Saturday July 15, 2006
I’m going to have to change my working schedule. It’s the heat, you see. Crept up on me, it has.
Today, full of good intention, I turned up at the house at about 11:30 and, after coffee and a chocolate Jaffa Cake ‘muffin’, pitched into the job of finishing the living room. I got that done, taking longer than I’d thought, shifted my cleaning gear up one flight of stairs into the second bedroom, all sugared almond pink and lilac, cleaned up the mess from the living room, and went back to the dining nook on the ground floor to take my lunch at about 13:00.
A very nice lunch it was, too, consisting of a Sainsbury’s Brunch Triple Sandwich—one half-round each of sausage and brown sauce, egg and bacon, and BLT—followed by a small strawberry and berries fresh fruit salad. Then, I wilted. It wasn’t so very hot, but it was far too hot to think about starting cleaning another set of walls.
So, about 14:00, I sent Graham a text message to tell him I was packing up for the day, closed the house up, bade it a reluctant farewell, and hopped into the car to drive back to the caravan.
It’s a funny thing, but as I said my farewell to the newly prepared living room, with its scrubbed walls all prepared and waiting for paint, I came to realise that the house has tipped over from being a place from which the previous occupants have just moved out to a place that’s getting clean and ready for us to move in. If it were sensible to think in terms of repainting the walls of the dreadfully over-coloured rooms with furniture already installed, we could move in tomorrow. Tempting, but I shall be good, and sensible, and boring, and continue with the project until those awful colours are a thing of the past.
When I got back, Graham was just finishing his lunch so, after a cheerful exchange, off he popped for his well-earned siesta and, shortly after, I flopped on the sofa for mine. Dolly chose Graham for her afternoon nap companion. Can’t say I blame her. The sofa is a cosy place for a siesta but it’s too narrow for napping of a hot afternoon snuggled up with an elderly poet.
Next thing I knew it was 17:30 and Graham had leapt out to remonstrate with some kids who were trying to force their way through the hedge by the caravan from the adjoining holiday site. Off they went, meek and mild, and I was obliged to reflect that, if I were faced by Graham in fierce mode, I’d probably retire from the scene of conflict, meek and mild, and slightly frightened.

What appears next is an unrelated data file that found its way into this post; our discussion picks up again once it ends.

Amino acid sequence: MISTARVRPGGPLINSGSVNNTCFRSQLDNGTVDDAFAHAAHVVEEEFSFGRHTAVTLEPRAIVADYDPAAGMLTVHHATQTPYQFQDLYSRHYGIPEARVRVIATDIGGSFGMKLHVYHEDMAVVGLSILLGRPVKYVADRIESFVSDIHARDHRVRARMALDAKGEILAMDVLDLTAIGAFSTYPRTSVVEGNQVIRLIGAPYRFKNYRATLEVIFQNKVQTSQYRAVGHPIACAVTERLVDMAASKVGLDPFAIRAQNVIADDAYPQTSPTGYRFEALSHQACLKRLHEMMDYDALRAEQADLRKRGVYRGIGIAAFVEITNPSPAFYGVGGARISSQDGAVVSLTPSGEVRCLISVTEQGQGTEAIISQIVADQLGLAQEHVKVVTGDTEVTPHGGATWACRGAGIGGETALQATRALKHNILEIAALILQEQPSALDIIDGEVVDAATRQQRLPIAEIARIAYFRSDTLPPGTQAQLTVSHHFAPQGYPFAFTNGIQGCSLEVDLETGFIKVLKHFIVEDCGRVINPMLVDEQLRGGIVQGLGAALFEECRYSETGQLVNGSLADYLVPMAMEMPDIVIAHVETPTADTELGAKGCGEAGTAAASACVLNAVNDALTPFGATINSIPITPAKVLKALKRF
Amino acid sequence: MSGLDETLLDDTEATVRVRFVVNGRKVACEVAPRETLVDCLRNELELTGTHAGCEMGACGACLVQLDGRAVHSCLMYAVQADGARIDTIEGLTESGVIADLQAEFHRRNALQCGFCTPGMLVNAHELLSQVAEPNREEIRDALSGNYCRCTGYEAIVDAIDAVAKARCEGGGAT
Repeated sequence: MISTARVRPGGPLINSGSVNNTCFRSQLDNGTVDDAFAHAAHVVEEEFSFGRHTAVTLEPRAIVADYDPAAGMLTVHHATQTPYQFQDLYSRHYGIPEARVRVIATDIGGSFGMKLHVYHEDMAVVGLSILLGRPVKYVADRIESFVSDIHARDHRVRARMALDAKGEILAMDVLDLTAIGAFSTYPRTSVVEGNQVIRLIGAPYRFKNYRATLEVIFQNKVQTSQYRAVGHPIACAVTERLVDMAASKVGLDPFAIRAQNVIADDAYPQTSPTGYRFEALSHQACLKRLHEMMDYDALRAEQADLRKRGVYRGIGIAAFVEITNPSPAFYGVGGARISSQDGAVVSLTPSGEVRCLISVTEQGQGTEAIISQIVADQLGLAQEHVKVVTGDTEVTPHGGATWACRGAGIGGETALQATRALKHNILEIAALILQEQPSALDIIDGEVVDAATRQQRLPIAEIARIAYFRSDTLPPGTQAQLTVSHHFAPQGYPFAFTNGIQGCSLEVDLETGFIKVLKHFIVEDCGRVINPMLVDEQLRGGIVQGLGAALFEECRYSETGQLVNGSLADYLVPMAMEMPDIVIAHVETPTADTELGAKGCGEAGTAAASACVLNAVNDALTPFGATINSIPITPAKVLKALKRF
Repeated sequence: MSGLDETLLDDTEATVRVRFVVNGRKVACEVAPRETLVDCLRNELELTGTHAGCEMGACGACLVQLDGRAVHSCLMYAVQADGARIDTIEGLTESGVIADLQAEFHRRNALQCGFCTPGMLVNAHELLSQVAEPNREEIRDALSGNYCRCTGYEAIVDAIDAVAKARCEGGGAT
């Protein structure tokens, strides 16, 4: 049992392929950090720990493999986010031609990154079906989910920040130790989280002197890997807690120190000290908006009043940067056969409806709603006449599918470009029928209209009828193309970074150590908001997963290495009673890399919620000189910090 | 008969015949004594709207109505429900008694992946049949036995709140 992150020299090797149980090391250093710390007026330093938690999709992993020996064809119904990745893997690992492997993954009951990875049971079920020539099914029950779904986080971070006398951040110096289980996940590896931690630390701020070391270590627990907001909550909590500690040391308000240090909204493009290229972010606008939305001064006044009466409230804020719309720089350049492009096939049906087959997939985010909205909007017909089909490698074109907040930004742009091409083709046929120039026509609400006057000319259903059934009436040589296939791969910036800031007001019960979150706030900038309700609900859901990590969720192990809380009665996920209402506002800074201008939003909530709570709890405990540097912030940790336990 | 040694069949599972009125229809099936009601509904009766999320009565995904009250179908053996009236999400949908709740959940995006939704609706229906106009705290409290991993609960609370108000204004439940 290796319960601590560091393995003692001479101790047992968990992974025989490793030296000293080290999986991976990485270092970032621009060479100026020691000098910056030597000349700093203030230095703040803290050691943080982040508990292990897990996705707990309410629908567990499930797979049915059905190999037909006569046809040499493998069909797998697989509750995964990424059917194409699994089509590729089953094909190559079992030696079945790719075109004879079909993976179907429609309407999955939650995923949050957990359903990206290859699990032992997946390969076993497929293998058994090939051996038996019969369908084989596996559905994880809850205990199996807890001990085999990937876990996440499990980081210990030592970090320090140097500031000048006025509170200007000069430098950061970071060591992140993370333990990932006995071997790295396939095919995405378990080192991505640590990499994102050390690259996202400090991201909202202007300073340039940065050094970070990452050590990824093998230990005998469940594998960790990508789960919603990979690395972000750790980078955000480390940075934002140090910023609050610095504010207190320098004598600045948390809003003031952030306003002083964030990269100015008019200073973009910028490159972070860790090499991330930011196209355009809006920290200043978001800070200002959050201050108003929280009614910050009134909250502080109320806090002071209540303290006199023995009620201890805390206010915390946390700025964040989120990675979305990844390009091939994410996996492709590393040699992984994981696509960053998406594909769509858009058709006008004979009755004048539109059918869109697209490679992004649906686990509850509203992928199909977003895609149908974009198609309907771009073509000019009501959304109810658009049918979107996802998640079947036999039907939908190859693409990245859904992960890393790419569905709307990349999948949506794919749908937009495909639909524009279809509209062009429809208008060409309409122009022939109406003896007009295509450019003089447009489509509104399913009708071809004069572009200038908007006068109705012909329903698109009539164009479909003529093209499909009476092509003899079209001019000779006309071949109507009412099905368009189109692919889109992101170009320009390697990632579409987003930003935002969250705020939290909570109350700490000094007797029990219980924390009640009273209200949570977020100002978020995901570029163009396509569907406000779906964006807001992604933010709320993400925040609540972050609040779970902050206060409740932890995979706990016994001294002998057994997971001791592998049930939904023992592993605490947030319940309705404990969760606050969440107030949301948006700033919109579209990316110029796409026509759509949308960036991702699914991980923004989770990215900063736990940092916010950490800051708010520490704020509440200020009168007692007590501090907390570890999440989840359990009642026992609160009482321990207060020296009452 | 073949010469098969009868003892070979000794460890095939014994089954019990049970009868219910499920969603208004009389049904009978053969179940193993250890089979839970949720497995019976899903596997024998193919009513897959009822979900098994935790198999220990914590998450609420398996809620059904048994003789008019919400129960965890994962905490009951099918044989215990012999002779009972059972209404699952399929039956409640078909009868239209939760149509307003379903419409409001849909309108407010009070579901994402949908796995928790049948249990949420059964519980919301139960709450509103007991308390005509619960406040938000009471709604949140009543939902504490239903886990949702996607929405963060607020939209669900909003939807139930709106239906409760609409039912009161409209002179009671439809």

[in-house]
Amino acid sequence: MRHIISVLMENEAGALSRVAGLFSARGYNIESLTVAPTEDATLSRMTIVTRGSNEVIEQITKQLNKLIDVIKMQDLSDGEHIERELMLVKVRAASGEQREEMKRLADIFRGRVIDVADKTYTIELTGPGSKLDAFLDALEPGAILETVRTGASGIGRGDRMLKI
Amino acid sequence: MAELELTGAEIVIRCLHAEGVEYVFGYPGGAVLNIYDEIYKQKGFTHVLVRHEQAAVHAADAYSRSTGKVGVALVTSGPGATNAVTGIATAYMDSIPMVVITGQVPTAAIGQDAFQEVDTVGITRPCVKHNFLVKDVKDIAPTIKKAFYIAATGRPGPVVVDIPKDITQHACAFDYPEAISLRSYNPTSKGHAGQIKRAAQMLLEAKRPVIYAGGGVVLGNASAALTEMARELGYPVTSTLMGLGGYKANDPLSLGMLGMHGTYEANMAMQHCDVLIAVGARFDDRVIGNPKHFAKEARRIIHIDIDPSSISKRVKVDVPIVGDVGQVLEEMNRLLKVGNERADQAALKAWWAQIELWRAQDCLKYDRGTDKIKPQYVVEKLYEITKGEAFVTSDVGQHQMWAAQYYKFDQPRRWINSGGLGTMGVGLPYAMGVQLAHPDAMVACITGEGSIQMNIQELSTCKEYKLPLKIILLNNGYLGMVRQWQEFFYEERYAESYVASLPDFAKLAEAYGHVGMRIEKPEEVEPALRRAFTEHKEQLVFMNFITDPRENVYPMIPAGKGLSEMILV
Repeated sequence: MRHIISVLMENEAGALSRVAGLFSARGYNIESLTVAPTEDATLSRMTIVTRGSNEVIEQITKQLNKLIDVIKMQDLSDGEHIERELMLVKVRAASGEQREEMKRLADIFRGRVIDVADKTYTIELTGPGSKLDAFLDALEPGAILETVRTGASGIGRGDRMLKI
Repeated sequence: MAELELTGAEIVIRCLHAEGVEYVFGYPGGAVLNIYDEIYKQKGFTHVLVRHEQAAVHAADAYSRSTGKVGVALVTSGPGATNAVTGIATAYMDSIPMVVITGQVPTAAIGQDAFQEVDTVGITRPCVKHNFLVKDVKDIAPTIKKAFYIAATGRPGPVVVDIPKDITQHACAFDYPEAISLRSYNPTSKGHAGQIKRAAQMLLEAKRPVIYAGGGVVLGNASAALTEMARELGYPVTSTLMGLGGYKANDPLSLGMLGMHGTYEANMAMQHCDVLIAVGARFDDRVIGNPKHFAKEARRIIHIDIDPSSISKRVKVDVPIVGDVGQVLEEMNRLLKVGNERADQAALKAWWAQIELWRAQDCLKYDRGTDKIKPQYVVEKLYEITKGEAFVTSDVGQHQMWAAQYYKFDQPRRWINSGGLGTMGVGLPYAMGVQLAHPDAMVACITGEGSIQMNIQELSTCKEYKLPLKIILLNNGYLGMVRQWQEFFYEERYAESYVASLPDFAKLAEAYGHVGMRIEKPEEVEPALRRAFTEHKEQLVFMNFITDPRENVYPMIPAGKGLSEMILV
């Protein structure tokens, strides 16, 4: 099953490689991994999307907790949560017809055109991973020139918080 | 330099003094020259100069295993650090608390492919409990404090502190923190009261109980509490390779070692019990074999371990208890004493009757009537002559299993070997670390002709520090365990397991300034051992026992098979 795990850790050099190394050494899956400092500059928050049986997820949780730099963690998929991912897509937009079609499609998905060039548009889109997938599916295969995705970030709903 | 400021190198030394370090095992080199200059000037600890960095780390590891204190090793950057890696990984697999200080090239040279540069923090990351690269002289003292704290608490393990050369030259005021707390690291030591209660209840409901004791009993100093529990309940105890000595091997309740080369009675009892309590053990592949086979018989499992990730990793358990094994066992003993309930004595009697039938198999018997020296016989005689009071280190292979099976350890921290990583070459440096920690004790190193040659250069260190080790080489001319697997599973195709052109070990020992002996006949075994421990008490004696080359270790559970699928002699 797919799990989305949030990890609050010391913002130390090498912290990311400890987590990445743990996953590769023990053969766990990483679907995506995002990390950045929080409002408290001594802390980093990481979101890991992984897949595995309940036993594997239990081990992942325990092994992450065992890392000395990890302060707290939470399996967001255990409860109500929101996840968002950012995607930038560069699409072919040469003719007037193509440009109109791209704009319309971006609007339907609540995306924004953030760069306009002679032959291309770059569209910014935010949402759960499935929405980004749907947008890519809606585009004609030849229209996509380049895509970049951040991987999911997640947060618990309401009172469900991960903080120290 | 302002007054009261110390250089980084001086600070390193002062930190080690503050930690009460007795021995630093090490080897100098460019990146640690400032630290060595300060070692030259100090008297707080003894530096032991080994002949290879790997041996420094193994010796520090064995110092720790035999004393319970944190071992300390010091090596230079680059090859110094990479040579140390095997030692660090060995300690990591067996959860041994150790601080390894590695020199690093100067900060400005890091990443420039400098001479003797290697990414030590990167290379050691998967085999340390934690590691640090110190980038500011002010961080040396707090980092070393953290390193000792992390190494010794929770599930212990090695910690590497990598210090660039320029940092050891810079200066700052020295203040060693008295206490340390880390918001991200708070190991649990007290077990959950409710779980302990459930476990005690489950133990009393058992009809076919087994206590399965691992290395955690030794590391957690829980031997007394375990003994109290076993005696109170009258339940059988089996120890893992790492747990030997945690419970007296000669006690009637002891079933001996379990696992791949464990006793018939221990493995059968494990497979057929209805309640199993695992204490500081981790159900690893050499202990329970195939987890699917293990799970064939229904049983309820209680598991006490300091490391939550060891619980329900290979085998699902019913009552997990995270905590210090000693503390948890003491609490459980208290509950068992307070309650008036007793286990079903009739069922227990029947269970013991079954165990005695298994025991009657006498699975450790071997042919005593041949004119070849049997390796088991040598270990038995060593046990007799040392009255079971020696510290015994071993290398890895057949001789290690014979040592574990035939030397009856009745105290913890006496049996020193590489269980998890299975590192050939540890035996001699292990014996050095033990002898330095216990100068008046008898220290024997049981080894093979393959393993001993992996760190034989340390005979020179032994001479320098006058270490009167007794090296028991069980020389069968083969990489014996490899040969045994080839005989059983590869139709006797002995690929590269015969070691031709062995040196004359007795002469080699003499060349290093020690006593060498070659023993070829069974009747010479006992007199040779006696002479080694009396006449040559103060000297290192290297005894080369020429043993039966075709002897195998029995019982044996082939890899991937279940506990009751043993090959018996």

Perception is a strange thing. With his shaven head and lean, mean image, he is probably a frightening image to the innocent. To me, he’s Graham. Just Graham. Not meek, and not entirely mild, but still, to me, an odd mix between the youngster with whom I first became engaged and the strong, dependable and comforting man he’s become. I claim no special credit for the transformation, but I do confess to a little pride in my part of the process, and the result.
Before I leave this untypically frank glimpse of our personal life, I pay credit, too, for the part which it has played in forming my own nature in my mature years. Before Graham came on the scene, close on thirty years back now, I was a lonely, isolated man. I thought I was complete, living in my poetry and my music, and my career, but I wasn’t.
On my drive back from the house to the caravan I fell to thinking about my history. In many ways, my life began when Graham entered it. If there were a way to take a sharp knife to that point, and discard all that went before, I’d not do it. But… it would be a temptation.
Hmmm. Where was I? Oh, yes. Changing my schedule. It got too hot for me this afternoon, and the forecast for the next few days is that it’s going to get progressively hotter. I think the best thing for me to do if I’m not to simply fold my hands and give in is to shift the physical work part of my day to the morning rather than the early afternoon. This way I can keep the project going at about the same pace regardless of the temperature. The house doesn’t get overly warm in the fierce sunshine until the afternoon and early evening [given blinds and shades, it’ll be different, but that’s a condition that’ll not obtain until after we’ve moved in] but, in the morning, it’s perfectly cool and conducive to the kind of job I have to do.
So, the intention is that I’ll do just that, getting off to the house earlier in the morning, doing what I can, and returning to the caravan for lunch and my siesta when things get too hot. Tomorrow, having already shopped for a rest day, I shall go over to Bridgwater to put in a couple of hours scrubbing the pink and lilac walls, then return to the caravan via PC World in Taunton, where I plan to obtain a cable with which to connect the laptop to the telephone for a dial-up service. On Monday, with Graham in tow, I’ll do what I can prior to lunch and then, while Graham’s finishing up his day’s work, sit down to the computer to establish a dial-up connection. Thereafter, throughout the week, I shall work in the mornings, take my lunch when I begin to melt, and then put in an hour or so getting the computer/website problem sorted.
When the weather threatens to put a stop to your plans, you need to adjust.